Whole blood DNA methylation analysis has been proposed to be a risk marker for cancer that can be used to target patients for preventive interventions. To test this, we examined whole blood DNA methylation of 16 CpG island promoters and LINE1 repetitive element in patients with gastric cancer and control subjects. Bisulfite pyrosequencing was used to quantify the methylation of 14 CpG island promoters (MINT25, RORA, GDNF, CDH1, RARAB2, ER, CDH13, MYOD1, SFRP1, P2RX7, SLC16A12, IGF2, DPYS, and N33) and LINE1 from 72 patients with gastric cancer, 67 control, and 52 healthy young individuals. Quantitative methylation-specific real-time PCR was also conducted for 3 CpG island promoters (MINT25, MYO3A, and SOX11). Among all sites tested, only a marginal increase in the methylation of the SFRP1 promoter was observed in the blood of patients with gastric cancer when compared with the control group (11.3 % vs 10.5%; age-adjusted P value: P = 0.009), and this association was also seen in a validation set of 91 patients with gastric cancer (11.5% vs 10.5%; age-adjusted P value: P = 0.001). The methylation of 9 sites (GDNF, CDH1, RARAB2, CDH13, MYOD1, SFRP1, SLC16A12, DPYS, N33, and LINE1) and their mean Z score was correlated with higher age (R = 0.41, P < 0.0001) and marginally with telomere shortening (R = −0.18, P = 0.01) but not with gastric cancer risk (other than SFRP1 methylation). Variability in whole blood DNA methylation of cancer markers is primarily associated with aging, reflecting turnover of white blood cells, and has no direct link to gastric cancer predisposition. SFRP1 methylation in whole blood may be associated with gastric cancer risk. Cancer Prev Res; 6(10); 1093–100. ©2013 AACR.

Gastric cancer is a major cause of cancer-related death, worldwide. Helicobacter pylori (H. pylori) plays an important role in gastric carcinogenesis, although the majority of individuals with H. pylori infection do not develop gastric cancer (1). Surveillance of these high-risk patients using reliable and accurate predictive markers is important for reducing the incidence of cancer and its mortality. It is now widely accepted that changes in DNA methylation patterns, particularly promoter hypermethylation and global (genome-wide) hypomethylation, contribute to cancer development and tumor growth (2, 3). Neoplastic growth is frequently preceded by aberrant promoter methylation, which leads to a loss-of-function for the genes that promote cell proliferation (4). Hypomethylation is thought to contribute to carcinogenesis by inducing genomic instability (5, 6), leading to the formation of abnormal chromosomal structures (7, 8). Gene promoter hypermethylation and global hypomethylation in tumor tissues are common events in the development of many types of cancer (4), whereas gene promoter hypermethylation and global hypomethylation are also observed in aged or inflamed tissues and are associated with cancer occurrence in their targeted tissues (9–11).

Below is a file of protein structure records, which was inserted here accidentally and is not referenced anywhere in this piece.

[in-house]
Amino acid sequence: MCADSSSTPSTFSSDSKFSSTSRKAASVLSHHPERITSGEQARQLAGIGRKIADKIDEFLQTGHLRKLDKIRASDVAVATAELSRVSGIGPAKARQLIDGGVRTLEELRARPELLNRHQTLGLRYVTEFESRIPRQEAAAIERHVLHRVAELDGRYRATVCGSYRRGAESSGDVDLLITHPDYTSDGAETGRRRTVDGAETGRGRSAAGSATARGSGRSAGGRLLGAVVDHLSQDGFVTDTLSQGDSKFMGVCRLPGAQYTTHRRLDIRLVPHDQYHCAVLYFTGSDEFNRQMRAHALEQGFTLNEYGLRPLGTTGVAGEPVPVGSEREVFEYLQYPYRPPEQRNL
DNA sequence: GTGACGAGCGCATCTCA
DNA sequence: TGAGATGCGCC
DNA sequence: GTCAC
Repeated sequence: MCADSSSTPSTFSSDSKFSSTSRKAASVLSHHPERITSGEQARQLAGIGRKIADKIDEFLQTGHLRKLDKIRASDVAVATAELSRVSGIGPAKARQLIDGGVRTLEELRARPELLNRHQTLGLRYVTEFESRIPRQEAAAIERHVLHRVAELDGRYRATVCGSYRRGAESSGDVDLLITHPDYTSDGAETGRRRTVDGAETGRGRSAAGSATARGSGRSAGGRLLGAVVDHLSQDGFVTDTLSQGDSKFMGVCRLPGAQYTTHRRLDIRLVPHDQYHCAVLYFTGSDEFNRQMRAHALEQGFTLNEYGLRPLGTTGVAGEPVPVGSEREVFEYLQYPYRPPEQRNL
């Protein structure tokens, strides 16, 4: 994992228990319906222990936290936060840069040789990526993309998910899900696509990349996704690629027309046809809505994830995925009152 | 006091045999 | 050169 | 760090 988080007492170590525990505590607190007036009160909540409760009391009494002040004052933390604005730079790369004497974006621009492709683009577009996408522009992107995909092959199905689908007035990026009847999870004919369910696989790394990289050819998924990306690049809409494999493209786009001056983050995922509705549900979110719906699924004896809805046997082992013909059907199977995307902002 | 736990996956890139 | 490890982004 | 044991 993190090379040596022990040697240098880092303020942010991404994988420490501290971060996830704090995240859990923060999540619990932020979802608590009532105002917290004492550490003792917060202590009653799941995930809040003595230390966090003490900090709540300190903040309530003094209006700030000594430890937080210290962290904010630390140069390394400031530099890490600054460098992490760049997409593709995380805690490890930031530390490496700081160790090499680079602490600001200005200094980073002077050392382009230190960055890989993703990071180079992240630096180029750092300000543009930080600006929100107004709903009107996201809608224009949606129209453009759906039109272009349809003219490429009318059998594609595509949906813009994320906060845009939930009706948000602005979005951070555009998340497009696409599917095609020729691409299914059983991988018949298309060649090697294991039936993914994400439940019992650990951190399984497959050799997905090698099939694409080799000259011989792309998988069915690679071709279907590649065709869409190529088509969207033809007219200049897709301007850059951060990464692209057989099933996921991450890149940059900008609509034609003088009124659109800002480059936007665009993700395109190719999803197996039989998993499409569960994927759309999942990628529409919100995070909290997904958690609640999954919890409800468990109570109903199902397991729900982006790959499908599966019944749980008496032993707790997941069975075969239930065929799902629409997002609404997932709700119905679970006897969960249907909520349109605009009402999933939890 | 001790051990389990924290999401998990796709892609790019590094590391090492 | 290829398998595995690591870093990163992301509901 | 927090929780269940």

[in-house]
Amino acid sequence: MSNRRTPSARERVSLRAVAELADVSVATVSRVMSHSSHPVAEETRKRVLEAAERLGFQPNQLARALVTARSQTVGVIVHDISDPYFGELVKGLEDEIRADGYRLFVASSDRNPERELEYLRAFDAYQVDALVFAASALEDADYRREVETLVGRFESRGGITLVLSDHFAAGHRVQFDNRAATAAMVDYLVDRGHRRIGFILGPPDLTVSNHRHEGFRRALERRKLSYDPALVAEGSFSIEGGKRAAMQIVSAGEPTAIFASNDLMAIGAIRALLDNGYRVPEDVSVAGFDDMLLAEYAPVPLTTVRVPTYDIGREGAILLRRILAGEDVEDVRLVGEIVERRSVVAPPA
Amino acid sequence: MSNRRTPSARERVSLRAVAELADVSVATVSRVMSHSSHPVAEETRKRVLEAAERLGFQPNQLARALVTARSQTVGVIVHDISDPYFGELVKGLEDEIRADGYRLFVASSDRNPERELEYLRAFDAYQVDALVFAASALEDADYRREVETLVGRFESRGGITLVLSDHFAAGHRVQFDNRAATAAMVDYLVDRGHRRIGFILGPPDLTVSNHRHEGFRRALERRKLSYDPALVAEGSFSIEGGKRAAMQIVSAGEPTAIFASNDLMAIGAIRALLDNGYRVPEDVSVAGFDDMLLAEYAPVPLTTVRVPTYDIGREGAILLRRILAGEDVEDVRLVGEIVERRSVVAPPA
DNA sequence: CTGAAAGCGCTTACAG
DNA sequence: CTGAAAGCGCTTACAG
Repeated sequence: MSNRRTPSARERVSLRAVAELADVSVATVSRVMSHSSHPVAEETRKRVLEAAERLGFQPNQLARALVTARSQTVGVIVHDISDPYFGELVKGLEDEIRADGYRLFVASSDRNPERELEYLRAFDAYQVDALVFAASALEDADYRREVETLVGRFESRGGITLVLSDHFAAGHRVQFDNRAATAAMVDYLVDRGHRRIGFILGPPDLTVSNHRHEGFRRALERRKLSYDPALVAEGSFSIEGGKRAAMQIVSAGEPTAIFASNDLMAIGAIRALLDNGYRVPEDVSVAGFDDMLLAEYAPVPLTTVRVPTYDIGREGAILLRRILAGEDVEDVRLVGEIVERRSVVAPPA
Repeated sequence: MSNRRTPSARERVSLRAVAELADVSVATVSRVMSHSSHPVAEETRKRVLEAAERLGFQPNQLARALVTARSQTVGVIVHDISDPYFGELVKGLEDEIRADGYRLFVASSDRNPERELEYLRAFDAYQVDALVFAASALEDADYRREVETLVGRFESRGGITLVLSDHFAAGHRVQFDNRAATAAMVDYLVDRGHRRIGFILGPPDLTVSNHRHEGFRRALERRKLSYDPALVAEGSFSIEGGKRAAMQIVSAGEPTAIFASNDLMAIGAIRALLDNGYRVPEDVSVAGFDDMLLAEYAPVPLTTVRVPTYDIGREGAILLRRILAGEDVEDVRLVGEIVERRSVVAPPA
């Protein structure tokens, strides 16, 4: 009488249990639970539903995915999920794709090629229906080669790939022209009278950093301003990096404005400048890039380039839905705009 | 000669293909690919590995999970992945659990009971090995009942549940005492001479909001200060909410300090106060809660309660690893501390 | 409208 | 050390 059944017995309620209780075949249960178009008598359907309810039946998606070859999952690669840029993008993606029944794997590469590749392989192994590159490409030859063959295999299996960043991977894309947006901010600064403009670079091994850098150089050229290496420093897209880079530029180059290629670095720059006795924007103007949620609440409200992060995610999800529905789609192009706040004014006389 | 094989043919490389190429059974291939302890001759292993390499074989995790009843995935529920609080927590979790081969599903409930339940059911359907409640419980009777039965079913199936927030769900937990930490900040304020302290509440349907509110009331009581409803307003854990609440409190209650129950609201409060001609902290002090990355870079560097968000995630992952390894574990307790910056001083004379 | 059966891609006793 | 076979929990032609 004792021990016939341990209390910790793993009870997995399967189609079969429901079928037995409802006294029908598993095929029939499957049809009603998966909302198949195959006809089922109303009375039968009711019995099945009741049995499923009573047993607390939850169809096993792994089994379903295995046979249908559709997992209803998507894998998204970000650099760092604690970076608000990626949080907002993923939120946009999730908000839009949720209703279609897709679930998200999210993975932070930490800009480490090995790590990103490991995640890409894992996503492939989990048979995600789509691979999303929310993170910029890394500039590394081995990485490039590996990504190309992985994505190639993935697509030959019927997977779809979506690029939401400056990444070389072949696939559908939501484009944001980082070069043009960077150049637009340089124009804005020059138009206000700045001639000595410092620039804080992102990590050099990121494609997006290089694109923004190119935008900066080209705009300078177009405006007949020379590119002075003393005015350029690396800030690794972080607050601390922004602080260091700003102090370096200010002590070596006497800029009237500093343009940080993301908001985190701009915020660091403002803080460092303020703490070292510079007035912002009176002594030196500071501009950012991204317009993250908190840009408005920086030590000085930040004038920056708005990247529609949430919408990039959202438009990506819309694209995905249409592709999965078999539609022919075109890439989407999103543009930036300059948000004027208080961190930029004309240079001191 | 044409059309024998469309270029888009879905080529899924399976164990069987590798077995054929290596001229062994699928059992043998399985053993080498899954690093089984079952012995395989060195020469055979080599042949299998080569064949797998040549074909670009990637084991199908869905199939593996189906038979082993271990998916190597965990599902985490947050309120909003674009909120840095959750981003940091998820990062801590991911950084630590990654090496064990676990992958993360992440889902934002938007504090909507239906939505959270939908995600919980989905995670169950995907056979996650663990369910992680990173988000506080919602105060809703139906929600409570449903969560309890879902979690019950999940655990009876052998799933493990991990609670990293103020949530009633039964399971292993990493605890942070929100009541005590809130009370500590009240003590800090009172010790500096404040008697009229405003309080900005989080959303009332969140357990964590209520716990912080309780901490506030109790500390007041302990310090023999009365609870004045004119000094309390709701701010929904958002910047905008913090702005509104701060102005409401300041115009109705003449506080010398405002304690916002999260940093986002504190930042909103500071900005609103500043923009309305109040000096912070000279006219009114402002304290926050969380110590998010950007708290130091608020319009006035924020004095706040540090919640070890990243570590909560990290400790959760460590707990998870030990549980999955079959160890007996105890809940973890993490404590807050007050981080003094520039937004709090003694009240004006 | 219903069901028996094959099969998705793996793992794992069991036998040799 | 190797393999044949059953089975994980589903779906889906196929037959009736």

The DNA methylation status of various tissues has been shown to be associated with aging and perhaps also exposures encountered throughout life (12, 13), and therefore is now increasingly seen as a mechanism of cancer predisposition (14–17). Evaluating whole blood DNA methylation as a risk marker for cancer is of particular interest because peripheral blood DNA is a convenient tissue to assay for constitutional methylation, as its collection is noninvasive. It is possible that the methylation status of cancer target tissues (i.e., neoplastic cells and the surrounding tissue/field defect) might reflect acquired or inherited somatic events that are detectable in nontargeted tissues (methylation memory of exposures/inheritance) and correlate with cancer susceptibility. Thus, epigenetic signatures in whole blood DNA could reflect the interaction of host genetic and environmental factors associated with cancer susceptibility. In addition, rare cases of constitutional DNA methylation of tumor suppressor genes have been reported and proposed to be predisposing to cancer. To evaluate this concept in gastric cancer, we investigated the methylation status of 16 CpG island promoters selected on the basis of either cancer-associated or age-related methylation, and also studied the LINE1 repetitive element (representative of global methylation) in whole blood DNA in patients with gastric cancer and control subjects. We also investigated the association between DNA methylation status and telomere length shortening, which is an indicator for cell turnover and aging (18, 19).

Samples analyzed